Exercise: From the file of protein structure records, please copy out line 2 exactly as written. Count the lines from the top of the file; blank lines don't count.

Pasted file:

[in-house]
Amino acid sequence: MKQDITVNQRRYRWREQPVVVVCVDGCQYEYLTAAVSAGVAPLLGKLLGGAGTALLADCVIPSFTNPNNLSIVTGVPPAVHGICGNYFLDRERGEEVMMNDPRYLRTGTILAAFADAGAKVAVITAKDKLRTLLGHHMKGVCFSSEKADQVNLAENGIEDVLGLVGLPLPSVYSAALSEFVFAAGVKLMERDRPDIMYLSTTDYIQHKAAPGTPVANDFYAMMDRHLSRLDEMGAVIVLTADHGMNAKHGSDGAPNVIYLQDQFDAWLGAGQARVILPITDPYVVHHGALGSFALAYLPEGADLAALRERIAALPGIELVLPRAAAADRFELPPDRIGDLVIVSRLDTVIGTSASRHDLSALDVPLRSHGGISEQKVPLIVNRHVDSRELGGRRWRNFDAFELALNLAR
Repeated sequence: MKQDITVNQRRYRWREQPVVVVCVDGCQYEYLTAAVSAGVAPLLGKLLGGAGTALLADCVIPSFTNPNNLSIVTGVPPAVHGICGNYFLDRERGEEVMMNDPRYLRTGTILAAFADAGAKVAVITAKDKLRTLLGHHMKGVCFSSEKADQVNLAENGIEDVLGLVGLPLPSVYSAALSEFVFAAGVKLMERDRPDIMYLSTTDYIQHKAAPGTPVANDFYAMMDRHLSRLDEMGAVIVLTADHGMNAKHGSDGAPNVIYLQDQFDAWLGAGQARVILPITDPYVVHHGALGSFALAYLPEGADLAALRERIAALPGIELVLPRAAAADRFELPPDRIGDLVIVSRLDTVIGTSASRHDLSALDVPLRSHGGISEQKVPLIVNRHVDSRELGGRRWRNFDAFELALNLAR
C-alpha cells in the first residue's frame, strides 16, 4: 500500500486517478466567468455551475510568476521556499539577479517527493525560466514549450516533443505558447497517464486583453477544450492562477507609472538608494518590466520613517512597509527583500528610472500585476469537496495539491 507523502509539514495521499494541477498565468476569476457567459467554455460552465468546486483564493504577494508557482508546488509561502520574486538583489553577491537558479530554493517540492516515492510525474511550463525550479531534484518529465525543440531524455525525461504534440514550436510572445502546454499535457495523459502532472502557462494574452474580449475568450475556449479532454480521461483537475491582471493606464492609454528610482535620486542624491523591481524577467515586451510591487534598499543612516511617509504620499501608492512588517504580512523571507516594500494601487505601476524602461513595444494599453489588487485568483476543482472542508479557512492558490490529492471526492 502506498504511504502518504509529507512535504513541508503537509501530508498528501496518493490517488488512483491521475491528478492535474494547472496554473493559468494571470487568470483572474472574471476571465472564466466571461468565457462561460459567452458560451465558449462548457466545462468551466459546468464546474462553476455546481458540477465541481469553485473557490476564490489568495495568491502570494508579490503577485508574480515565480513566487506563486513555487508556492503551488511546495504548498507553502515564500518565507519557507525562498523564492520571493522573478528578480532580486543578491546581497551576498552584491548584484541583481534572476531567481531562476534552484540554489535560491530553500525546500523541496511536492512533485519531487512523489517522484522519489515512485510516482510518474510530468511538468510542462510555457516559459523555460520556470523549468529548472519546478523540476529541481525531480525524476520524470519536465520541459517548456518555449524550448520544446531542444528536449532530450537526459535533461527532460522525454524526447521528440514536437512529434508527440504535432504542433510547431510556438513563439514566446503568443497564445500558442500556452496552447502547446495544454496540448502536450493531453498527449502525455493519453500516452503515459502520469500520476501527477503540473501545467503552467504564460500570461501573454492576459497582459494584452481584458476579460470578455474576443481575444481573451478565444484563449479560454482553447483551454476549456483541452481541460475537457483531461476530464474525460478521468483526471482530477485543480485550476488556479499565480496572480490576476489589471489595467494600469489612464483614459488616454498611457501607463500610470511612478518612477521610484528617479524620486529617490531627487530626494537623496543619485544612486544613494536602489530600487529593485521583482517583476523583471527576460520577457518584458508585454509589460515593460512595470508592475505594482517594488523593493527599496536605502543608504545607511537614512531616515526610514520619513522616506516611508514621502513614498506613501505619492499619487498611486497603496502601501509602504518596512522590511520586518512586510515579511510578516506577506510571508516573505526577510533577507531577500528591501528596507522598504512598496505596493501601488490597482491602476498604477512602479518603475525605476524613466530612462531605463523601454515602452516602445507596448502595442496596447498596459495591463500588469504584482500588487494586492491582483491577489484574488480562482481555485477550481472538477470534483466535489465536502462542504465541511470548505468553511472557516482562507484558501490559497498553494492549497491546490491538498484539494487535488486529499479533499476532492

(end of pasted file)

Amino acid sequence: MKQDITVNQRRYRWREQPVVVVCVDGCQYEYLTAAVSAGVAPLLGKLLGGAGTALLADCVIPSFTNPNNLSIVTGVPPAVHGICGNYFLDRERGEEVMMNDPRYLRTGTILAAFADAGAKVAVITAKDKLRTLLGHHMKGVCFSSEKADQVNLAENGIEDVLGLVGLPLPSVYSAALSEFVFAAGVKLMERDRPDIMYLSTTDYIQHKAAPGTPVANDFYAMMDRHLSRLDEMGAVIVLTADHGMNAKHGSDGAPNVIYLQDQFDAWLGAGQARVILPITDPYVVHHGALGSFALAYLPEGADLAALRERIAALPGIELVLPRAAAADRFELPPDRIGDLVIVSRLDTVIGTSASRHDLSALDVPLRSHGGISEQKVPLIVNRHVDSRELGGRRWRNFDAFELALNLAR